But first, the hamlets of Skibby and Over Draby beckoned.  (Aren’t these great names!)  Both proud possessors of tiny medieval churches with marvelous frescoes, we were anxious to visit.  Unfortunately, they were both all locked up; it seems you have to visit on a Sunday.  But we enjoyed walking the gardens anyway.  In Denmark, the graveyards are surrounded by hedges which enclose the headstones and lovely garden plots.  They are very pleasant and restful.  

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Roskilde was our first major destination in the area, and it certainly did not disappoint.  Home of both one of the most important churches in Denmark and a large ship museum, we were anxious to visit.  The huge cathedral (domkirke) was incredible.  We spent a long time there.  Roskilde was the ancient capital of Denmark, and this was where the kings and queens were buried for hundreds of years – you can see their tombs everywhere.  The church was begun in 1170 (that old enough for you?).  The original structure was completed over a period of about 100 years, but has repeatedly been enlarged and changed – successive monarchs wanting to leave their own mark -- making the cathedral an embodiment of architectural design over the last eight hundred years.  Plans are under consideration even now for the tomb of the current Queen, Margarethe II.

There is also a well known Viking ship museum along the waterfront.  We poked around and looked at all the boats in the water, but couldn’t get interested in the museum itself.  Probably a mistake, but it seemed very kid-oriented and “hands-on” – not our usual style and also quite expensive.  We decided to wait for the Oslo Viking Ship Museum instead.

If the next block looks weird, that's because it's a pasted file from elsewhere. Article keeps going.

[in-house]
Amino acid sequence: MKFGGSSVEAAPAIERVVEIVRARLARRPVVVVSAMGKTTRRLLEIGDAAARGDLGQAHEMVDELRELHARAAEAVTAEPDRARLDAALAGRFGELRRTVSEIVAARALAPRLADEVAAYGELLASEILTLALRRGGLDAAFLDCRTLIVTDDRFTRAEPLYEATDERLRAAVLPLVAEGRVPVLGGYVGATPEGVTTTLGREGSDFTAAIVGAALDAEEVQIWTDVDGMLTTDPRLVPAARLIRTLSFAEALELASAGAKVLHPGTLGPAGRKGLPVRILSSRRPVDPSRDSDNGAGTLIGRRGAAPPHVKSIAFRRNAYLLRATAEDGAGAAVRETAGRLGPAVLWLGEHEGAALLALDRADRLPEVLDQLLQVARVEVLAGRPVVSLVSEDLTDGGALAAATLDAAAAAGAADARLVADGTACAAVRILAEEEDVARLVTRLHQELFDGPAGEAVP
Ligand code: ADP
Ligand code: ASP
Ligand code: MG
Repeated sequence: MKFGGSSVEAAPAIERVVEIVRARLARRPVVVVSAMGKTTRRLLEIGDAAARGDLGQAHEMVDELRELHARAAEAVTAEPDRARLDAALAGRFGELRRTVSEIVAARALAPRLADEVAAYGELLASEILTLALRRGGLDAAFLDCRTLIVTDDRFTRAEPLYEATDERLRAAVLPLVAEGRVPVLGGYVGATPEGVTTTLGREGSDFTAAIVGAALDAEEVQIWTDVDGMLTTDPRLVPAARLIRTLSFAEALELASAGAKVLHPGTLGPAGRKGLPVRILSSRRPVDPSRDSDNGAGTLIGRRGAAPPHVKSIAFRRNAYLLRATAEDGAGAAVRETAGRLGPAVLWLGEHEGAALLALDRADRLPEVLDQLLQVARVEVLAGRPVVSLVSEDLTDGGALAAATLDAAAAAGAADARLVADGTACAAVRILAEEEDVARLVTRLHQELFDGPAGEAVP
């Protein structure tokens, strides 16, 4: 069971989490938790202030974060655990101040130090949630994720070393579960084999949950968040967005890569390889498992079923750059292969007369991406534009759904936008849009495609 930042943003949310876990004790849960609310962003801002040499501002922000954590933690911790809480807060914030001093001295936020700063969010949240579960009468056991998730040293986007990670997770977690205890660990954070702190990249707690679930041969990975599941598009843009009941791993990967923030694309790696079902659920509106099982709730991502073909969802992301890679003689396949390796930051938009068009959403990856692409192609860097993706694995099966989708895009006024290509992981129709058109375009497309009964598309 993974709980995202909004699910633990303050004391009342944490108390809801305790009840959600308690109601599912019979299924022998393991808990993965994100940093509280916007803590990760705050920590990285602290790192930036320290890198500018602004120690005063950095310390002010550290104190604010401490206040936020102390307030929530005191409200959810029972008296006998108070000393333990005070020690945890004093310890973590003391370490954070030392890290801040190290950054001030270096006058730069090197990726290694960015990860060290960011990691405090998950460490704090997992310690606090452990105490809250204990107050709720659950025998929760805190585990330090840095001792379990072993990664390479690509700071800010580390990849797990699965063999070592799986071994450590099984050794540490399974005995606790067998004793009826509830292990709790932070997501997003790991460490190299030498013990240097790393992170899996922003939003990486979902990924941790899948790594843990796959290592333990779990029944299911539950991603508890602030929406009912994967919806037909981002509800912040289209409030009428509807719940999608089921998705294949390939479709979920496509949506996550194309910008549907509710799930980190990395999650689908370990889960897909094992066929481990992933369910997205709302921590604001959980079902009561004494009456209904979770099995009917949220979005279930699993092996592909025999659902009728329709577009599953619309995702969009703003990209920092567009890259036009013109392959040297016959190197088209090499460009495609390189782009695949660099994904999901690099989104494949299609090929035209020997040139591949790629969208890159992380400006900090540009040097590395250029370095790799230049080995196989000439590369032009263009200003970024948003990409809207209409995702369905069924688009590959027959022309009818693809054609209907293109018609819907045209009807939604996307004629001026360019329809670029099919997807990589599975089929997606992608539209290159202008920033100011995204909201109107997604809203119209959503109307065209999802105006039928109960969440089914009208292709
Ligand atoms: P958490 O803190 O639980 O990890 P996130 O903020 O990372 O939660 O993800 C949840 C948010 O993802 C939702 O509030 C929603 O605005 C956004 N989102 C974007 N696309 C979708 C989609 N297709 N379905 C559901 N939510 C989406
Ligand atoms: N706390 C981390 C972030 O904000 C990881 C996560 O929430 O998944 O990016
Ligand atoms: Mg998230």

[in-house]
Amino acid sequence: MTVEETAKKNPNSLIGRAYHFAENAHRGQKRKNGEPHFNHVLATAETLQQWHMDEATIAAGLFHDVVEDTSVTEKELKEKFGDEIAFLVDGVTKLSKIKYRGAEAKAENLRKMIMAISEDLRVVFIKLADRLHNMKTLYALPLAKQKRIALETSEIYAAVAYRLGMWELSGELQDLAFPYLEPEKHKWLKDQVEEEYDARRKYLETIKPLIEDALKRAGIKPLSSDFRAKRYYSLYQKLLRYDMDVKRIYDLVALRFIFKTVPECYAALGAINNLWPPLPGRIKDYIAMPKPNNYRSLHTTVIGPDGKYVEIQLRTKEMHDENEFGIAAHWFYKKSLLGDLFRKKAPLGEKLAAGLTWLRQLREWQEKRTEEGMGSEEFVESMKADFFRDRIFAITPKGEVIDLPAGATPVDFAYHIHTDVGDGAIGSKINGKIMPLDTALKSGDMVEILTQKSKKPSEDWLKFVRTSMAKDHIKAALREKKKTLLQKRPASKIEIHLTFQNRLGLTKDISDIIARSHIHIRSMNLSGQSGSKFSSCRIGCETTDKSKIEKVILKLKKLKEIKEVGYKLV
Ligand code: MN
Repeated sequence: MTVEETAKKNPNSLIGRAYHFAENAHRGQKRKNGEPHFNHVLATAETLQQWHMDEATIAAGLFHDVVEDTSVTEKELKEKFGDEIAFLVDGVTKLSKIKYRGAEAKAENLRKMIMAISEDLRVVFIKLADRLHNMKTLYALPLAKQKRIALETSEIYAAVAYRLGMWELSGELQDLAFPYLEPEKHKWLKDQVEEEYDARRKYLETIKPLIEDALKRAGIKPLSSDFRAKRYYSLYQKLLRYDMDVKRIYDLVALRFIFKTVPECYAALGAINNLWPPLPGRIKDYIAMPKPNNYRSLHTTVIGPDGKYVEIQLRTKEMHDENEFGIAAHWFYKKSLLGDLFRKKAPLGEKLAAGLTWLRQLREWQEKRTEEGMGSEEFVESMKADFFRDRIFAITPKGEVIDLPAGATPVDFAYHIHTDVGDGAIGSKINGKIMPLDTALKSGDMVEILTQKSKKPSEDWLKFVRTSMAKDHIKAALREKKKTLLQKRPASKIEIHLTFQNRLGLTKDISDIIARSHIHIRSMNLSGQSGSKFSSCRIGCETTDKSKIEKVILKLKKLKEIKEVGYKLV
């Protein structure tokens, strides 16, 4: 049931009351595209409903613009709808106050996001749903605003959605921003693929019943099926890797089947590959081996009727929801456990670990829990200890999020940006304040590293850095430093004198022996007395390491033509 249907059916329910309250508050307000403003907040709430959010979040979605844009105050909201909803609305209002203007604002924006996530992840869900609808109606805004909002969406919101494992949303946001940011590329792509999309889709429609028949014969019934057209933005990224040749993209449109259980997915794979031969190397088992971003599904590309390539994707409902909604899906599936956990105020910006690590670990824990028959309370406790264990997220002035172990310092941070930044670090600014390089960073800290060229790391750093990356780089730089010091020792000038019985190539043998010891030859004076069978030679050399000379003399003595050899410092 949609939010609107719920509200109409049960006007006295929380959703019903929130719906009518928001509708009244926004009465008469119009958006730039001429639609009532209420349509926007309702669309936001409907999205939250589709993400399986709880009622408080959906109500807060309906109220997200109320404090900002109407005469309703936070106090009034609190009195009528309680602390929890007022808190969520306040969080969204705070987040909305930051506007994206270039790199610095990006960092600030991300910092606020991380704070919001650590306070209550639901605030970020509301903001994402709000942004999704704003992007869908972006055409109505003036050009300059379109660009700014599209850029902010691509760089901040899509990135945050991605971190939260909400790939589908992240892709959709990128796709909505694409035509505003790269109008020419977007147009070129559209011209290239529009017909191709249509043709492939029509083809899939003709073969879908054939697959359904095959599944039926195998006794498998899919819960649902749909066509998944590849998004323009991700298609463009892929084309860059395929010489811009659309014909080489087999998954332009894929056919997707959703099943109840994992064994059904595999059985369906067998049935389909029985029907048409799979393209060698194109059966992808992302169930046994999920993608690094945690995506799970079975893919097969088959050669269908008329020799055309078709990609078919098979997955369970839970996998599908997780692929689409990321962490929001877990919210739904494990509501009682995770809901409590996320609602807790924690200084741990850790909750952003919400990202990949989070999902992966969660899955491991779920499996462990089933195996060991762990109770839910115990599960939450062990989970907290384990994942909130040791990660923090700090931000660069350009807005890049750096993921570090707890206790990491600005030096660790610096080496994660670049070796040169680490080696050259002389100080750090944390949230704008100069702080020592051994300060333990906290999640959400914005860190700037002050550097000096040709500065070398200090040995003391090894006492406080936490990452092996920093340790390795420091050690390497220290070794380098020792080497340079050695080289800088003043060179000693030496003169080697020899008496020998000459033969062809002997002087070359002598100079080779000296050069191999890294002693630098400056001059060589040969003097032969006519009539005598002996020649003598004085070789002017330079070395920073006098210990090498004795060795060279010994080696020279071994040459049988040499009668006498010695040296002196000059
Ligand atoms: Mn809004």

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We moved further up the interior of Zealand, to Hillerød and the marvelous Fredericksborg Slot.  A slot is a castle.  Wow!  We spent the night in the castle parking lot, waking up to driving rain followed by drippy mists.  We tend not to visit the interiors of castles, but love to wander the gardens and snap away at the exteriors of the buildings.  Which we did, regardless of the weather.  It was absolutely splendid.  Very atmospheric (and wet!), very formal and lovely.  We had a really good time, and didn’t even ruin our cameras in the rain.  This is one helluva castle, by the way.  Precisely what you would hope for – turrets and towers and Gothic spires, and formal gardens and hundreds of rooms and….

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And then on to Helsingør and the Kronborg Slot, of Hamlet and Elsinore fame.  And you know what?  We didn’t even stop the car.  If you come here, go to Hillerød.  Helsingør is all covered up with scaffolding and there are barriers up so you cannot get anywhere near the castle.  It’s also located right on a busy waterfront; no atmosphere here.

So we decided to keep moving on and head for Copenhagen.  In this eastern corridor of the island we had noticed traffic picking up and more signage about regulations of one sort or another.  As we got close to the capital, it was as if we’d joined the freeway system of any major city.  Not a problem, but certainly not the rural Denmark we’d been enjoying so much.  

We got into the city and settled down for the night on the street right outside the Carlsberg Brewery, in a suburb of the city.  It was busy during the evening, as the night was lovely and lots of folks in the neighborhood were out walking, riding or heading off to one activity or another.  We enjoyed people-watching; the evenings are getting longer now and the sun is setting about 9:30 or even later.